Today, the most popular self-supervised approach is arguably the masked language modeling one, which the now famous BERT model exemplifies. By “masking” random words in the text and asking the model to fill the holes, we can learn meaningful representations that can be later used or fine-tuned in a variety of downstream tasks.
The quest for the optimal pretext task is far from complete! Just this month at NeurIPS 2020, Facebook AI shared a promising new self-supervised learning technique: paraphrasing. Their model MARGE finds related documents and then paraphrases them to reconstruct the original. This approach even allows for good enough performance on some tasks without a fine-tuning step on extra labeled data.
Unlike NLP, self-supervision has not yet seen widespread adoption here, mostly because current techniques are still a bit too complex to implement. Yet this might change very soon. Influenced by the success of the concept in NLP, research has been very active in the area. This year alone, there has been an explosion of papers on self-supervised learning in image recognition. Performance obtained through self-supervision is starting to match end-to-end supervised models even when labeled data is abundant like for ImageNet.
Many kinds of pretext tasks are being used today, such as colorization (black & white to colors), patch placement (ordering patches cut from an image like a puzzle), or inpainting (filling an automatically created gap). One of the most interesting ideas of the moment is the one of contrastive learning. A neural network is trained to generate consistent representations between different views of the same image (randomly transformed by cropping or rotation), but distant representations between different images. A good example of the idea is the SimCLR framework from Google.
There are still some important problems that must be solved before we see wider adoption of self-supervision in vision. Often, many “tricks” (data augmentation, negative sampling…) are used during the self-supervised phase, and these can be very domain-specific and hard to implement. Moreover, the losses can be quite complex, and difficult to optimize properly.
Last but not least, self-supervised learning is also just starting to gain traction in speech processing. I am personally very enthusiastic about the future of this field, as I’m currently working on Speech Emotion Recognition, a hard task for which labeled data is extremely scarce. Using self-supervised learning, we were able to beat strong baselines while using only 100 examples per emotion and improve upon the state-of-the art when using all data. I deeply believe that self-supervised learning is the key that will allow the emotion recognition field to make large progress in the coming years, and progress from basic emotion detection to more complex characterization of moods and states-of-mind.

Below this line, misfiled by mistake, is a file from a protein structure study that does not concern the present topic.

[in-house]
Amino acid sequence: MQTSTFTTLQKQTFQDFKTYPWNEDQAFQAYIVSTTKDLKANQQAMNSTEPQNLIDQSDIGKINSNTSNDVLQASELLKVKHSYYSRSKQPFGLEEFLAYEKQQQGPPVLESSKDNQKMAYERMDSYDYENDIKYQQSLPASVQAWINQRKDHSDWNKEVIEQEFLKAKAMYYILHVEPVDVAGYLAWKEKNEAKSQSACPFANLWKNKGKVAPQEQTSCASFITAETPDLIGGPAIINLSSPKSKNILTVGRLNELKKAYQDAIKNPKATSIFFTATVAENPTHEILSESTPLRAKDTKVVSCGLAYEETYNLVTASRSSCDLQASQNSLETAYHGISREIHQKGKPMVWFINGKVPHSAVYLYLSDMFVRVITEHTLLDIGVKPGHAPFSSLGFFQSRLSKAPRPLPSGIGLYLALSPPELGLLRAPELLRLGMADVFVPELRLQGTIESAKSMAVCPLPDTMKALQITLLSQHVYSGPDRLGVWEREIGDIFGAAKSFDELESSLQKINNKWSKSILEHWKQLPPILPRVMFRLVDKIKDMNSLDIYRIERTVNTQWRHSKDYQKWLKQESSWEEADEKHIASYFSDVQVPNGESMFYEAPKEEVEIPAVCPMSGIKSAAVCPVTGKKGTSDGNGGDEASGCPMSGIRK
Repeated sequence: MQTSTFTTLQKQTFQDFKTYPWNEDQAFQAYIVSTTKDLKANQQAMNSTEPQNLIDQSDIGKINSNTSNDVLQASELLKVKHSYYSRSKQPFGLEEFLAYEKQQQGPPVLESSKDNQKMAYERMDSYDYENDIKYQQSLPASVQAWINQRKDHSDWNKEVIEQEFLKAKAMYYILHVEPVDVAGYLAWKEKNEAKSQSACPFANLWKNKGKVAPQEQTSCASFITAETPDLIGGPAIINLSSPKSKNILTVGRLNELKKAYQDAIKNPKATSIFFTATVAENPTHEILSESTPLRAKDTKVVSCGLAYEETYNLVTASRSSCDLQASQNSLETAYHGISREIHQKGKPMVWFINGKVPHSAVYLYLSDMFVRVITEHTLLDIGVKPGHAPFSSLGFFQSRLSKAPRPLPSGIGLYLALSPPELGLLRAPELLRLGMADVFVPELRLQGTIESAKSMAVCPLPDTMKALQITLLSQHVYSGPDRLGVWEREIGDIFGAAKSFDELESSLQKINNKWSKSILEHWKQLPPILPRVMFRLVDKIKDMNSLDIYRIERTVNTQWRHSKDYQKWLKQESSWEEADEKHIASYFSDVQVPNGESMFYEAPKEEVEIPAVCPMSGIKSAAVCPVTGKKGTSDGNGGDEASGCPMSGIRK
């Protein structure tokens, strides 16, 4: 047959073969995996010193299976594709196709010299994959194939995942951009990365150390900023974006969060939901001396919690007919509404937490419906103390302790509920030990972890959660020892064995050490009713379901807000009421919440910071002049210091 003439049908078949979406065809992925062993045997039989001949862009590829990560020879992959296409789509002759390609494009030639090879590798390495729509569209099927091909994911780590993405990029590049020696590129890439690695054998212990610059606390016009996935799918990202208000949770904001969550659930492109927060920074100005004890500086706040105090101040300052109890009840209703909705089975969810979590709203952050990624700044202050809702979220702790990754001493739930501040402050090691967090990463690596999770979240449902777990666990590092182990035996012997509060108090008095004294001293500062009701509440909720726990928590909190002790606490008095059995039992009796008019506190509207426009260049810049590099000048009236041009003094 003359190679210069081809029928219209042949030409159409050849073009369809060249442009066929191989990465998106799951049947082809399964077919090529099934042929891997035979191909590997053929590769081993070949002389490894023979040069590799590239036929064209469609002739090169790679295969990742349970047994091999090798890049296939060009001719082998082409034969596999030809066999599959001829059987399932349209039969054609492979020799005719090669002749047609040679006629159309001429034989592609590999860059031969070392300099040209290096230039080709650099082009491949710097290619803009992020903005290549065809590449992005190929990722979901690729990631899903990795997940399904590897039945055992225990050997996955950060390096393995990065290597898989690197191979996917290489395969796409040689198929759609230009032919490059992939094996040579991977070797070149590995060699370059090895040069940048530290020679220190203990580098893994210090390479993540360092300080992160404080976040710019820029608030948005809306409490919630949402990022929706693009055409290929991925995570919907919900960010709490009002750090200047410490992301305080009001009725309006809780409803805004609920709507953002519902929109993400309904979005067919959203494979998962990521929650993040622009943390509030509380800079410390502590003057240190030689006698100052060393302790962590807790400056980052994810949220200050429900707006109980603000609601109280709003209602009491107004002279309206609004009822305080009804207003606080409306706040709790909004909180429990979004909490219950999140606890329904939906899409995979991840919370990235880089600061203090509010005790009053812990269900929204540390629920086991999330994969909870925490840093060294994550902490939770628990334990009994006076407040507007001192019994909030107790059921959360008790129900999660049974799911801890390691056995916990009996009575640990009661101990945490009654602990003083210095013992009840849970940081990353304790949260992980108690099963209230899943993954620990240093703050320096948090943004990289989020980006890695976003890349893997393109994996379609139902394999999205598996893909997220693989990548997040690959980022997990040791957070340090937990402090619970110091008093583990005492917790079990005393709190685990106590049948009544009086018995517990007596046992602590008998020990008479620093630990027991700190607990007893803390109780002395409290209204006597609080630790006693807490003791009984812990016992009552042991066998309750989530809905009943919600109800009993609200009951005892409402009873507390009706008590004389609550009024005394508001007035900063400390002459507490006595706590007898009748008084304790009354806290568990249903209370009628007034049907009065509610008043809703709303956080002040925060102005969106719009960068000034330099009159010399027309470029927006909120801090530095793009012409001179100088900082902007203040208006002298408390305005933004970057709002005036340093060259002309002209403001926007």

The wav2vec model, inspired by word2vec, is in my opinion the most successful attempt so far for bringing self-supervised learning into the field. The model saw successive improvement and version 2.0 was just published at NeurIPS this year. While the model was originally only made of convolutional networks, the Facebook AI team then added a Transformer network to the architecture and, inspired by NLP, added an automatic discretization of inputs to be able to use some of the NLP models that work well on discrete data. The method allowed the creation of robust Automatic Speech Recognition (ASR) models with only 10 minutes of labeled data!
Wav2vec uses contextual representations to distinguish between real and fake future samples of audio. Here “CUH” is the correct sample.
Wav2vec is not the only self-supervised approach in this domain. Google AI has been working with the huge AudioSet dataset which contains more than 2 million audio clips to create unsupervised embeddings for speech. The resulting embeddings called TRILL allowed to reach very competitive performance and even state-of-the-art on a variety of tasks such as speaker identification, language identification, emotion detection, or even dementia detection.
The future will likely be self-supervised
Number of papers containing the term “self-supervised learning”
I believe that self-supervised learning will soon become the gold standard in most fields of machine learning. As the techniques become better and deep learning frameworks remove implementation complexity, there will be wider adoption across all areas. We are also starting to see public repositories of models trained in a self-supervised way that anyone can download for their use case, such as on the HuggingFace website. The mass sharing of already trained self-supervised model will help democratize the use of the technique to every application.
Despite its similarity with LeNet-5, AlexNet was also the first model to stack convolutional layers directly on top of each other, removing intermediary pooling layers. ↩